"I have communicated to the head of the government my resignation."
(Credit: Getty Images)
Spanish health minister Carmen Monton (pictured) resigned Tuesday after reports of alleged irregularities in her educational qualifications, the second top official in the Socialist government to step down since it was formed in June.
"I have communicated to the head of the government my resignation," Monton told journalists.
She said she had been "transparent and honest," done nothing wrong and her conscience was clear.
Prime Minister Pedro Sanchez came to power promising a fresh start after ousting conservative Mariano Rajoy and immediately won praise for appointing a cabinet made up mostly of women.
The gloss of his minority administration was dented quickly however when culture and sports minister Maxim Huerta resigned shortly after taking office when it emerged he had been heavily fined for tax fraud.
Monton, 42, found herself in the spotlight because of her masters from University Rey Juan Carlos, following a scandal dubbed "mastergate" over how it awarded its degrees.
The uproar has also affected opposition leader Pablo Casado, after he admitted that he had obtained a masters degree at the same university without even having attended a class or passed an exam.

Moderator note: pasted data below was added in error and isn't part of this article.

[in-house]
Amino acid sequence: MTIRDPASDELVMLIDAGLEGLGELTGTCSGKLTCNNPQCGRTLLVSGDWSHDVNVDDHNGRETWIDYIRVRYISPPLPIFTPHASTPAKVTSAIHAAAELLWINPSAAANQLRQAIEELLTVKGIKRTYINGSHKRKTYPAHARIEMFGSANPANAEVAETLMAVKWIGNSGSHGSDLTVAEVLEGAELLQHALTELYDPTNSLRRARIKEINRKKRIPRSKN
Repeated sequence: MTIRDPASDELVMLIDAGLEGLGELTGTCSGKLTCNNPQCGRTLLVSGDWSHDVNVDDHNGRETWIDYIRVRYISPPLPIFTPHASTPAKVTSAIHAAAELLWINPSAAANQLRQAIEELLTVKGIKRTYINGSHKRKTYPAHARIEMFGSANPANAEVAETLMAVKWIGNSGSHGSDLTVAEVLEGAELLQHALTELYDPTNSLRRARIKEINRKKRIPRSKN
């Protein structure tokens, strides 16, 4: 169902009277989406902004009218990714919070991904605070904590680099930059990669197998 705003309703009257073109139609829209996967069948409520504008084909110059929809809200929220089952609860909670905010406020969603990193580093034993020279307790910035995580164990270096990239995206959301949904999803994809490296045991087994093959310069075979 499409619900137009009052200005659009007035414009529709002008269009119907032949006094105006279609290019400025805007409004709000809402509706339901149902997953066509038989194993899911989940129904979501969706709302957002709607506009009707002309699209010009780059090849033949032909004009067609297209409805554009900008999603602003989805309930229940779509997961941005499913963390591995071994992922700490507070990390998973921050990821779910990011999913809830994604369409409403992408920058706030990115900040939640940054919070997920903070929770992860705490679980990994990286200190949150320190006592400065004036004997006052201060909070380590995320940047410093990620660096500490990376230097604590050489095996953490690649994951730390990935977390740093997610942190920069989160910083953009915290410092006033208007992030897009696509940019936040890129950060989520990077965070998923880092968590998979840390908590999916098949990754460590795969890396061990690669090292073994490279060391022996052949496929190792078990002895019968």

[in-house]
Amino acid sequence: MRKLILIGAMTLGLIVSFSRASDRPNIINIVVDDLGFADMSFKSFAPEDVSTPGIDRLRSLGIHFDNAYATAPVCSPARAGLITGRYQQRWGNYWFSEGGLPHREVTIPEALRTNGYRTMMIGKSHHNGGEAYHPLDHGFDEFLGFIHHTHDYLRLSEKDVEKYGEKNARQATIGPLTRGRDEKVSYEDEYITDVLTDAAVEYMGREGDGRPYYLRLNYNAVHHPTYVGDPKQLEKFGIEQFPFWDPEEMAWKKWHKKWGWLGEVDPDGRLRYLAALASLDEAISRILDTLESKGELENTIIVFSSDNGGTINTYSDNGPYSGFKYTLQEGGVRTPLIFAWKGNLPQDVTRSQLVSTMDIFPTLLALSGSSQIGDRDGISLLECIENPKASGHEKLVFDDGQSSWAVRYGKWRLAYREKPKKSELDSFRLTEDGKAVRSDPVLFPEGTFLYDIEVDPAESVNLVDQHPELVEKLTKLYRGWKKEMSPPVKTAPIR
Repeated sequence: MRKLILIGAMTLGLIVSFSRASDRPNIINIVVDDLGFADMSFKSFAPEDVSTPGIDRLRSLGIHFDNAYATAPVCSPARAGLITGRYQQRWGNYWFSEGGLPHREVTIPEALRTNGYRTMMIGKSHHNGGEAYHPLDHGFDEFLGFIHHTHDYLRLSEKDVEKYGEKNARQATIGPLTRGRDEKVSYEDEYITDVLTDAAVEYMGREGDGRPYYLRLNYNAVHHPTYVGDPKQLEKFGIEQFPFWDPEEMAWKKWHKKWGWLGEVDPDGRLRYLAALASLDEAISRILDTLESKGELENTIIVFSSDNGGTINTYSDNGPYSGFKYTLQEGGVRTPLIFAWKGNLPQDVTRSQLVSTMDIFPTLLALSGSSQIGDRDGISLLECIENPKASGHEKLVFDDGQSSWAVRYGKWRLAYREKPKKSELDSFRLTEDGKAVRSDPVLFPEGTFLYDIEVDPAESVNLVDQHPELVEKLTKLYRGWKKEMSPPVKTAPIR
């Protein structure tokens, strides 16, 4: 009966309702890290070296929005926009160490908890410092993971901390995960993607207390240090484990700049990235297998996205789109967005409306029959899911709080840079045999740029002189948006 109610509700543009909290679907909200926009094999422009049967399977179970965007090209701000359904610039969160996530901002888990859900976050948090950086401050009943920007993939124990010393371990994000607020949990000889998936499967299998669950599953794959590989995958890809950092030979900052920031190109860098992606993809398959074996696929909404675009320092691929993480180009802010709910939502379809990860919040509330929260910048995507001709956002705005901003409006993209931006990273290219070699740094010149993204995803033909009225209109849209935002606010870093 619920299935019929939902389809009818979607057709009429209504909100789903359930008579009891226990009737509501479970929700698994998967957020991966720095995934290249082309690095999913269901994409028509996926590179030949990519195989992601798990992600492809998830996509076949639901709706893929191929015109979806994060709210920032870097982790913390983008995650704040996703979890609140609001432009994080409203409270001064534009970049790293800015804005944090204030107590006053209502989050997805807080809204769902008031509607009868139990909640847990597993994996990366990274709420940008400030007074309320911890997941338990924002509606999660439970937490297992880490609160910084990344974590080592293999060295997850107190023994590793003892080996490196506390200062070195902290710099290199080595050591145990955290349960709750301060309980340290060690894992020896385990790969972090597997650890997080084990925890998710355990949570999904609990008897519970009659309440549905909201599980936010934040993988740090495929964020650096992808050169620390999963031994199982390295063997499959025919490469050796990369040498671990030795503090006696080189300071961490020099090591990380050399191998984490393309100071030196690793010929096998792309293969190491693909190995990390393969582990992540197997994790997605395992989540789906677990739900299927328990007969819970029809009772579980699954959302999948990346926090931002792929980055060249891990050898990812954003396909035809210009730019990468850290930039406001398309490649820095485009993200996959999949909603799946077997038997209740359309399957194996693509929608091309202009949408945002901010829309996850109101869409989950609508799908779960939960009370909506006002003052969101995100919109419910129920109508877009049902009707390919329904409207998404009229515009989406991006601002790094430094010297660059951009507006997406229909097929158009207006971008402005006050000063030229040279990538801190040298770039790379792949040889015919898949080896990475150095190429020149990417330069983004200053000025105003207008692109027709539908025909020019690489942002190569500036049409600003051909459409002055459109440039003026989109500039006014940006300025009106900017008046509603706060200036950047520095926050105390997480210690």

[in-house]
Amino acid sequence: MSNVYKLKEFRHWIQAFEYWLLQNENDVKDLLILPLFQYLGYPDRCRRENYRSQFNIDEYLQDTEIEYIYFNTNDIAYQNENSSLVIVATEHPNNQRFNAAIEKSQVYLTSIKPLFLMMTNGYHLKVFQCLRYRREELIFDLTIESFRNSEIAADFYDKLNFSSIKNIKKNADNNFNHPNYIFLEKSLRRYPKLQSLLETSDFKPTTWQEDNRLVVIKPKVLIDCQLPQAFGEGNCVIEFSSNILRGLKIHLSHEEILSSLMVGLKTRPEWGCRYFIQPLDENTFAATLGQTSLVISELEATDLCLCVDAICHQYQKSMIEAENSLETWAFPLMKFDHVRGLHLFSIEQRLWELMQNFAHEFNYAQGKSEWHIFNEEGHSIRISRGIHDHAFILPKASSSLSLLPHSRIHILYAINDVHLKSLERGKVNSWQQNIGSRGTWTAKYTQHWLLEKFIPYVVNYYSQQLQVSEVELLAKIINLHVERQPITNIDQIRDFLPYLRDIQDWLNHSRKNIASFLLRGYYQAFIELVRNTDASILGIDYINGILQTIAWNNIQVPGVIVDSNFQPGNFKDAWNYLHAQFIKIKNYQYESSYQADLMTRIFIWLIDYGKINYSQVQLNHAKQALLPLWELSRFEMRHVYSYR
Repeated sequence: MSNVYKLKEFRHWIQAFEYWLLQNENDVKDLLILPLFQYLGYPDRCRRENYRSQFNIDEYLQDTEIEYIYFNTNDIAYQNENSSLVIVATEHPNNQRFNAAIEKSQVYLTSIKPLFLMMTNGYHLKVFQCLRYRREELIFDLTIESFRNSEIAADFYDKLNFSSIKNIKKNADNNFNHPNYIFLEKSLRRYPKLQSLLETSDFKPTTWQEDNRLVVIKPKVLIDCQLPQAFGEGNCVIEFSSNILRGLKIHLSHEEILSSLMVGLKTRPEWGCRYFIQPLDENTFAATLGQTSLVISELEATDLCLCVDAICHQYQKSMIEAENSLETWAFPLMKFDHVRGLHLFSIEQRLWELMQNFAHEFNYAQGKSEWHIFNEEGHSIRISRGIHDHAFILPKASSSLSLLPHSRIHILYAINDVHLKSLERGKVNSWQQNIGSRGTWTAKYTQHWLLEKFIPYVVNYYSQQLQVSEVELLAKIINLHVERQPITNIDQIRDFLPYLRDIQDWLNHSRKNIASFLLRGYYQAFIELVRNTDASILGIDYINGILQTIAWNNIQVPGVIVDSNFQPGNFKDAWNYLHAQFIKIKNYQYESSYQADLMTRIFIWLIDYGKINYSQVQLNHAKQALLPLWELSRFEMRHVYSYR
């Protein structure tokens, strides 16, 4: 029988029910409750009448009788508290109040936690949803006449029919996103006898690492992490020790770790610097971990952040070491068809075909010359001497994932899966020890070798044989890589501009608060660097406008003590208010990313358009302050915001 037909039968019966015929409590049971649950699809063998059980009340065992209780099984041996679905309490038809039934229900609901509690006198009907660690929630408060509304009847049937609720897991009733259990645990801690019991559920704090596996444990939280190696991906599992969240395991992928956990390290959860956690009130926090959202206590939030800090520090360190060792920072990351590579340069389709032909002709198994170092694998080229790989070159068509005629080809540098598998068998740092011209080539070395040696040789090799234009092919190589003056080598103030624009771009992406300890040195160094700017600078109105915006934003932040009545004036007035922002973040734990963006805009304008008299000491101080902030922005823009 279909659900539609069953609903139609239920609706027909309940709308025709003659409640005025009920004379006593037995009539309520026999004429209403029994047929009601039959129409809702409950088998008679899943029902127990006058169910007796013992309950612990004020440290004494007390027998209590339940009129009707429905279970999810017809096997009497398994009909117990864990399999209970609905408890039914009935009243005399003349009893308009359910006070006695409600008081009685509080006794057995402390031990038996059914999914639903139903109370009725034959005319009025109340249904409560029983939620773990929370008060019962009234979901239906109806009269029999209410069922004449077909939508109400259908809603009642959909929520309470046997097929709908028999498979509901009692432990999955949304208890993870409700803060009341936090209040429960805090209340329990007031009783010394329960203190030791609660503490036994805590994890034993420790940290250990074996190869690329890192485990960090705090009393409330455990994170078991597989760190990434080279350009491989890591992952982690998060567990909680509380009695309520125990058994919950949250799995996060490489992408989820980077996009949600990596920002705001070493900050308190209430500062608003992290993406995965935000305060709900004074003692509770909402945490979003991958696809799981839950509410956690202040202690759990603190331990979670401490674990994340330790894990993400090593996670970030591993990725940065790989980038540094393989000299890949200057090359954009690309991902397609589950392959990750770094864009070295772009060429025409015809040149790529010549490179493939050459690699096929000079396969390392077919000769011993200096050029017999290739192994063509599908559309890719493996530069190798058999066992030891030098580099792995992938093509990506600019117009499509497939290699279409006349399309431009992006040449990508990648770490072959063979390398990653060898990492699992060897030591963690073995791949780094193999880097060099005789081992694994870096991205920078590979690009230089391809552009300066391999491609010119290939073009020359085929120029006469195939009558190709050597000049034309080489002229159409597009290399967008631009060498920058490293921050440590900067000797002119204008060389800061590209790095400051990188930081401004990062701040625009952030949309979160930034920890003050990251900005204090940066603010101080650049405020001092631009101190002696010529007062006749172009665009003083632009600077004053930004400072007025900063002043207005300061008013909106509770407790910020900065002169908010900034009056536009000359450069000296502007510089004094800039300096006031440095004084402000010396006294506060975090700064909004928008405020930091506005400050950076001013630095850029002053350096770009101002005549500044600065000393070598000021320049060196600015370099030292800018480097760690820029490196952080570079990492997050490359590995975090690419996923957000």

A bench of the Supreme Court is to decide shortly whether an investigation should continue into whether Casado was party to corrupt acts.
Casado has repeatedly refused to resign and his Party Popular has stood resolutely by him.
Another PP figure, Cristina Cifuentes, however was forced to resign as head of the Madrid regional administration after doubts were raised about her qualifications from University Rey Juan Carlos.
Political commentator Pablo Simon said Monton's resignation could prove harmful to the government.
It seemed to show the existence of an old-boys network doing favours at the university with the aim of creating a network of influence, he added.
University Rey Juan Carlos said in a statement that there had been manipulation of her results and that it was examining Monton's case "so as to establish responsibilities".